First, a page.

Winter Drinks Trend Talk with Diageo Canada’s Ambassador Simon Hooper
Interview & Winter Drinks Trend Talk with Diageo Canada Reserve Brands Ambassador Simon Hooper
Despite the gray clouds, blustery winds and occasional snow storms, there is no reason for the winter blahs and blues! There is always a hot concoction, toddy, or cuppa, as the Brits say, to combat the chills, put a spring back into your step and a smile on your face.
The aromas from Spiced Apple Cider, Baileys with Hot Chocolate or Espresso can heat up any cold day. Hot Toddy’s are still popular, along with warm beers like Guinness that are tipped and poured even when St. Patrick’s Day is long gone. Mortlach Single Malt Whisky is another favourite to warm the cockles of your soul, and make any day a holiday. The list is only limited to your imagination, as many liqueurs and spirits are making a comeback, said Simon Hooper, a Brand Ambassador for Wirtz Beverage Canada and Diageo Canada, which is one of the largest producers of spirits, beer and wine around the globe.
Imagine a job that takes you around the globe, sampling new drink creations and inventions, and then educating and introducing nightclubs, bars, restaurants and fabulous exclusive events to those products? Sounds like a dream job for everyone! Hooper, who hails from Australia, admits his passion for being a brand ambassador, and simplifies the latest drinking fashion and trends to quality, where people are “drinking less, but drinking better.”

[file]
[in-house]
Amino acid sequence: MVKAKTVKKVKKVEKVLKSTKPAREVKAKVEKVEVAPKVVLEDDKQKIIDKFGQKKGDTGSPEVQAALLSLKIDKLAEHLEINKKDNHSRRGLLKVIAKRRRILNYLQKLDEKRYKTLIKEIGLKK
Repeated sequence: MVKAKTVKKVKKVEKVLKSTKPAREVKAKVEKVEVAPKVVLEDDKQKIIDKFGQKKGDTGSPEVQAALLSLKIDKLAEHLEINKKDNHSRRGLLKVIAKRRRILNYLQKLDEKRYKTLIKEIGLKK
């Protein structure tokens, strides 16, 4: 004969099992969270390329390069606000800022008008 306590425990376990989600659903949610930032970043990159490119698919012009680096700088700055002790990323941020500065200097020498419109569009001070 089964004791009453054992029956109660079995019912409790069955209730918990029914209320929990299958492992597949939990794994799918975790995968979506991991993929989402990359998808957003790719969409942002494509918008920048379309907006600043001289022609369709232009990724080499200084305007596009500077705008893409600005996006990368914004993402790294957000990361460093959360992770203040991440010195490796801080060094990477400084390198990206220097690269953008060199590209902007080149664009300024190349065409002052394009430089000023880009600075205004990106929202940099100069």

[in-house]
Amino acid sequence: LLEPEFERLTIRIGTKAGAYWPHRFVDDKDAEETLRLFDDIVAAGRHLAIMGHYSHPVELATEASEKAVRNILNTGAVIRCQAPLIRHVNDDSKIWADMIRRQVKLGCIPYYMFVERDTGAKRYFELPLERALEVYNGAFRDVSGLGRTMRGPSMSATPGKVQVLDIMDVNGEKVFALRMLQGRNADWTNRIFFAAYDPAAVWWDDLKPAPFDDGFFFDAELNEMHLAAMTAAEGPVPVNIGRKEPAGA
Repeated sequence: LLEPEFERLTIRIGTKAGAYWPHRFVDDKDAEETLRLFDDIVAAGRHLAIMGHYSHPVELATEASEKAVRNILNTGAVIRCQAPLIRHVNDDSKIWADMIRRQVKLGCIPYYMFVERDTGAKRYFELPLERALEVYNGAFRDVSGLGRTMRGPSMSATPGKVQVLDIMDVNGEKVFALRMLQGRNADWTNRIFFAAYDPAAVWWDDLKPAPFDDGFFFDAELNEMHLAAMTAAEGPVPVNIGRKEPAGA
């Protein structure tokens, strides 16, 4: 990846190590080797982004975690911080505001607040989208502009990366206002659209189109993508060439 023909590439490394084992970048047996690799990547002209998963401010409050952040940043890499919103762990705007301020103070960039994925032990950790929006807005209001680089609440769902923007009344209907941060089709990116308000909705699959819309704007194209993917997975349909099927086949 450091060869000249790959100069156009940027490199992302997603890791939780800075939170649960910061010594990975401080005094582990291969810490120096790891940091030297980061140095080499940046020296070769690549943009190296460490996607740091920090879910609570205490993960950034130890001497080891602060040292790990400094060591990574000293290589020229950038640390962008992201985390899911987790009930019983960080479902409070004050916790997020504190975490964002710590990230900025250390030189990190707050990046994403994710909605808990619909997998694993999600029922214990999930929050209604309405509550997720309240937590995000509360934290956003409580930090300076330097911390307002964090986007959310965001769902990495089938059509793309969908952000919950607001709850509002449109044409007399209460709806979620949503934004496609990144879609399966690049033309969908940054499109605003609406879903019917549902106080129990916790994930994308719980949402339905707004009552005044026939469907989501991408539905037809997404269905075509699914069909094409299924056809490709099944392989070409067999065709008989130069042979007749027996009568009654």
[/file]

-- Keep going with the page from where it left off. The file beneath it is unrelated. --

He compares his job to being a consultant where he does promotions, in-house training, cocktail development, and recommends what products and drinks would be suitable for certain establishments and events. He even recommended the drink menu last year for the Toronto International Film Festival.
So what are some of the fabulous favs the artsy, film crowds are wetting their pallets with? According to Hooper: Johnnie Walker, Bullet Bourbon, Don Julio Tequila and Ciroc, which is actually a vodka made from French grapes, although, he adds: “Ciroc is not considered a vodka by Canadians.” One of the most awarded gins in the world, Tanqueray Gin 10, is also a popular base for a cornucopia of gin drinks. For many of these liquors, it is the process that makes them unique, he said. With Tanqueray Gin, all of the ingredients: Chamomile, orange and grapefruits are infused and retains their “amazing flavours.”
While the rich and famous may not be concerned with cost, most of us do keep our pocketbooks in mind. However, Hooper says Tanqueray Gin is about $45 a bottle, an affordable price for any type of celebration.
New drinking trends have somewhat gone retro, with many popular drinks returning, such as those made with Grand Marnier, Spanish and Port Sherries for after dinner digestifs.
For those who are Rye consumers, Hooper notes Johnnie Black is a celebrated brand, along with Crown Royal Harvest Rye for its distinctive taste of selective grains. The latter whisky was also rated as the favourite of Jim Murray, author of the Whiskey Bible.